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thoughts, and when at the command of the Pasha he was sent back to Algiers, the brother of Mohamed sought to raise himself only that he might hasten the hour of retaliation. Omar was soon appointed Cadi of the Arabs, * and his wife Jemna, who had been prevented from leaving Oran with him, succeeded through a thousand perils in joining him, under the safeguard of her father Si Hassan and a faithful follower Baba Djelloull.
The people of Tunis having advanced upon Algiers, battle was given; and the Turks, beset by the enemy, were already beginning to give way, when Omar at the head of thirty horsemen rushed boldly to the charge, and exciting all to follow him, decided the victory. On their return, the whole army demanded him for their Agha. In the mean time Mehemet Ali had likewise achieved the elevation of his fortunes. The massacre of the Mameluķes consolidated his power, and a magnificent tent presented to his old friend bore witness to the remembrance in which he faithfully held him.
The new Agha governed the country in peace and welfare, caused stone bridges to be built
* A tribe in the vicinity of Algiers. The Cadi is appointed by the state, and is in the position of a mayor.
over the Isser and the Cheliff, was affable to the rich and compassionate towards the poor. As the Arab Chronicle expressed it, victory everywhere accompanied Omar. His name made his enemies tremble and he had soon the blessings of all, when the bey of Oran, inveterate still against the brother of Mohamed and fearing his newly acquired power, persuaded the Pasha of Algiers, that Omar was bent on seizing the reins of government. An intercepted letter gave Omar timely warning, and hastening to the barracks he assembled the army. “It is you,” he said, “who have raised me, in you alone do I recognise the right to pull me down. To your hands I now resign myself, from you I will accept my doom or by you be delivered from my enemies.” Excited to fury the army rushed into the palace of the Pasha, stabbed him, and would have appointed Omar in his place. He refused and the Khrasnadji* was elected. Omar was now all powerful and he could work the accomplishment of his vengeance. The Bey of Oran having risen in rebellion, he marched upon him, and having gained possession of his enemy, ordered him to be flayed alive. In the province of Oran the execrated bey, bey-elmesseloug, is still spoken of.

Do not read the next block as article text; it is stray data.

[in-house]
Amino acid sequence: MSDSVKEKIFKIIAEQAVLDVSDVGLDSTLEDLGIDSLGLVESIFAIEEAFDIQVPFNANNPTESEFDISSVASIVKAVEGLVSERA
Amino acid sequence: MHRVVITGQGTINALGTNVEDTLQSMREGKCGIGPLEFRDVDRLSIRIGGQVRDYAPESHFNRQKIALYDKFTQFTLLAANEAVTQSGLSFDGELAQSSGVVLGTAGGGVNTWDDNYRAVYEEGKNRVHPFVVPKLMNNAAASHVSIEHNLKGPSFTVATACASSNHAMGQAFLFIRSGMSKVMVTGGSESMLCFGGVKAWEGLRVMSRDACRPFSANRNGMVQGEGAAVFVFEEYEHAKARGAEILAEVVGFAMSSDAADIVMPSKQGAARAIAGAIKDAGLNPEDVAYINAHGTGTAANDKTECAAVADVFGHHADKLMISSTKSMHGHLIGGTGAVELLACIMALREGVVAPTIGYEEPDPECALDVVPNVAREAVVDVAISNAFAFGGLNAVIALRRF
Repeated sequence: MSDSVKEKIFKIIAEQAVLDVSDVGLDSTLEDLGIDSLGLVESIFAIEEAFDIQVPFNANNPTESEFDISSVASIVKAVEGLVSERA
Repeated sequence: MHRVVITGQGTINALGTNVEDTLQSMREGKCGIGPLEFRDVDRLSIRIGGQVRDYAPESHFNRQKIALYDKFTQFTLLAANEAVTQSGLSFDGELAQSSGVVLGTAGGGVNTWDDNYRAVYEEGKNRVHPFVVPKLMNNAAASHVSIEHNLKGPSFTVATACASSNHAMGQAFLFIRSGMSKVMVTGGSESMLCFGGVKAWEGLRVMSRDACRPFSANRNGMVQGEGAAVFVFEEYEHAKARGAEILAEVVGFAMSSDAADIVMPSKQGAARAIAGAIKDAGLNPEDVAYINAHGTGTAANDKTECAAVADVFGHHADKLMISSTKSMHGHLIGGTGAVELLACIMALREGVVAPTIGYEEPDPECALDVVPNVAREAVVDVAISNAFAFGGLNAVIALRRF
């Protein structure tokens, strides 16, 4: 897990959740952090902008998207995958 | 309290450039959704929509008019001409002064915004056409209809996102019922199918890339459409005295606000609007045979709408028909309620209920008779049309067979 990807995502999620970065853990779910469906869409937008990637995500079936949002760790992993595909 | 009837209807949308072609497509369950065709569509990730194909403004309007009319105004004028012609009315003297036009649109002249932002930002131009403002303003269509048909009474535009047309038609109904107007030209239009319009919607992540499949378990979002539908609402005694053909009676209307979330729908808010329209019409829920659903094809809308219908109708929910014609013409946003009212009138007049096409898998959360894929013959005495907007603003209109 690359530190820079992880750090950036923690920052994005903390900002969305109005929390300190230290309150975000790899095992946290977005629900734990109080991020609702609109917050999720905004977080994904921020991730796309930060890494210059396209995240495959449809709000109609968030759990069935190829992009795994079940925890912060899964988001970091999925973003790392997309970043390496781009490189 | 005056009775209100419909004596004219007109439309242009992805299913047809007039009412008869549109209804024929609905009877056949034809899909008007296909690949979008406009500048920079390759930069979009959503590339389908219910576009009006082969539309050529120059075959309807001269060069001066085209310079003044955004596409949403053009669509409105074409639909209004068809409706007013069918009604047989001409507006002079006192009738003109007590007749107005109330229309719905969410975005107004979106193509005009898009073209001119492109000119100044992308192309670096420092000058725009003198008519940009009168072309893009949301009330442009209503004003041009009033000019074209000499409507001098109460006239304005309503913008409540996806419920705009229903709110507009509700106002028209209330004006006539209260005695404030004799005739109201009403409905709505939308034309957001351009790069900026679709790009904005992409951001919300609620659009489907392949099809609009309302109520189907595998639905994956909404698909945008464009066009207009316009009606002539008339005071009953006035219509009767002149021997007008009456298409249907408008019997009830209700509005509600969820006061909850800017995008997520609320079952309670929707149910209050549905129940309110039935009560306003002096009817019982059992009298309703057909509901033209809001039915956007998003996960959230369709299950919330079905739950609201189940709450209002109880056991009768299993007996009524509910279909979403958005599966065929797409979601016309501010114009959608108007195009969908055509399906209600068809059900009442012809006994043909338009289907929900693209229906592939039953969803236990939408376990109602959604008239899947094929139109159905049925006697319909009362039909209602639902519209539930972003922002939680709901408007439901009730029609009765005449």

* The treasurer.
In 1816, the Pasha, apprehensive of the Coulouglis, wished to have them all massacred, and confided his project to Omar, who far from participating in it, caused the Pasha to be stifled in his bath. This time he was constrained to accept the pashalik. When sending his gift to the Porte, he entrusted Si Hassan and his soon Mohamed with rich presents for Mehemet Ali, who was appointed Pasha almost at the same time. During two years Omar made head against every calamity, the plague, the locusts, and Lord Exmouth's bombardment; but poor Jemna’s peace was gone, for she heard that all deys died a violent death. While in the pains of labour (1818, she heard a discharge of artillery ; seized with fear, she wished to see Omar, and contrary to usage, sent for him through her faithful follower, old Baba Djelloull; but the old man returned in a short time and returned alone. Jemna at once knew all and fell back senseless. At the same instant the door was besieged with loud and repeated howling-it was the chaous of the new dey, who came to seize the riches of Omar.